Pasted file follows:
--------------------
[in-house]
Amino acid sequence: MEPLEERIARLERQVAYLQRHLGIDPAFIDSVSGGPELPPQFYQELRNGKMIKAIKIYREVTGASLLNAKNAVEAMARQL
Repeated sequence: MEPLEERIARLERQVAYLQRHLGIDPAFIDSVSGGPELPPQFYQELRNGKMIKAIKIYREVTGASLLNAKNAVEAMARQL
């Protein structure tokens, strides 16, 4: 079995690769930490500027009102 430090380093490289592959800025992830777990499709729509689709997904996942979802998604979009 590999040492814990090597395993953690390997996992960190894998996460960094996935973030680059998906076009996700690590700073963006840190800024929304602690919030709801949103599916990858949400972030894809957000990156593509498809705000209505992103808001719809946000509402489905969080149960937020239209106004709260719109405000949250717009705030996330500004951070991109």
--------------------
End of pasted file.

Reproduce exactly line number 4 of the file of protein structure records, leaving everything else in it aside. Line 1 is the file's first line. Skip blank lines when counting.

């Protein structure tokens, strides 16, 4: 079995690769930490500027009102 430090380093490289592959800025992830777990499709729509689709997904996942979802998604979009 590999040492814990090597395993953690390997996992960190894998996460960094996935973030680059998906076009996700690590700073963006840190800024929304602690919030709801949103599916990858949400972030894809957000990156593509498809705000209505992103808001719809946000509402489905969080149960937020239209106004709260719109405000949250717009705030996330500004951070991109």